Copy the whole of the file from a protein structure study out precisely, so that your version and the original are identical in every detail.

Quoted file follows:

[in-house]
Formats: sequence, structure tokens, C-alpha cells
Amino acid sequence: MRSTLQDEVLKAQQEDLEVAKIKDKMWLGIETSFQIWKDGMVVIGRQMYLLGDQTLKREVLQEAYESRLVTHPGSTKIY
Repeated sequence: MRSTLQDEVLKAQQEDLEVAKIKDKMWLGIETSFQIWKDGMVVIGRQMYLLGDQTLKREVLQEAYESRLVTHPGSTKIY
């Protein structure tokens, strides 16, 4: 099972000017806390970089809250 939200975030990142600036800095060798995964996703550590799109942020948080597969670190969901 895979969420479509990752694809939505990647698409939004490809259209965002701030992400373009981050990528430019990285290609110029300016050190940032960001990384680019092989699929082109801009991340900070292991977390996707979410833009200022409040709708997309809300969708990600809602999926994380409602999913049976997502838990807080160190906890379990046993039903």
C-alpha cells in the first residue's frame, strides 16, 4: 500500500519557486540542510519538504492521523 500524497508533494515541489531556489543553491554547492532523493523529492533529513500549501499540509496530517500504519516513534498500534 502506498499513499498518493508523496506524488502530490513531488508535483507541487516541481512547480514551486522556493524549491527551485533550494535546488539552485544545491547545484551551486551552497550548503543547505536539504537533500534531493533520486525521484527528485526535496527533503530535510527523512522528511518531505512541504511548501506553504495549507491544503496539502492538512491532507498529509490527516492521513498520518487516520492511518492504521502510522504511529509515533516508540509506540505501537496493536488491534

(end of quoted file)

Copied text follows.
[in-house]
Formats: sequence, structure tokens, C-alpha cells
Amino acid sequence: MRSTLQDEVLKAQQEDLEVAKIKDKMWLGIETSFQIWKDGMVVIGRQMYLLGDQTLKREVLQEAYESRLVTHPGSTKIY
Repeated sequence: MRSTLQDEVLKAQQEDLEVAKIKDKMWLGIETSFQIWKDGMVVIGRQMYLLGDQTLKREVLQEAYESRLVTHPGSTKIY
């Protein structure tokens, strides 16, 4: 099972000017806390970089809250 939200975030990142600036800095060798995964996703550590799109942020948080597969670190969901 895979969420479509990752694809939505990647698409939004490809259209965002701030992400373009981050990528430019990285290609110029300016050190940032960001990384680019092989699929082109801009991340900070292991977390996707979410833009200022409040709708997309809300969708990600809602999926994380409602999913049976997502838990807080160190906890379990046993039903």
C-alpha cells in the first residue's frame, strides 16, 4: 500500500519557486540542510519538504492521523 500524497508533494515541489531556489543553491554547492532523493523529492533529513500549501499540509496530517500504519516513534498500534 502506498499513499498518493508523496506524488502530490513531488508535483507541487516541481512547480514551486522556493524549491527551485533550494535546488539552485544545491547545484551551486551552497550548503543547505536539504537533500534531493533520486525521484527528485526535496527533503530535510527523512522528511518531505512541504511548501506553504495549507491544503496539502492538512491532507498529509490527516492521513498520518487516520492511518492504521502510522504511529509515533516508540509506540505501537496493536488491534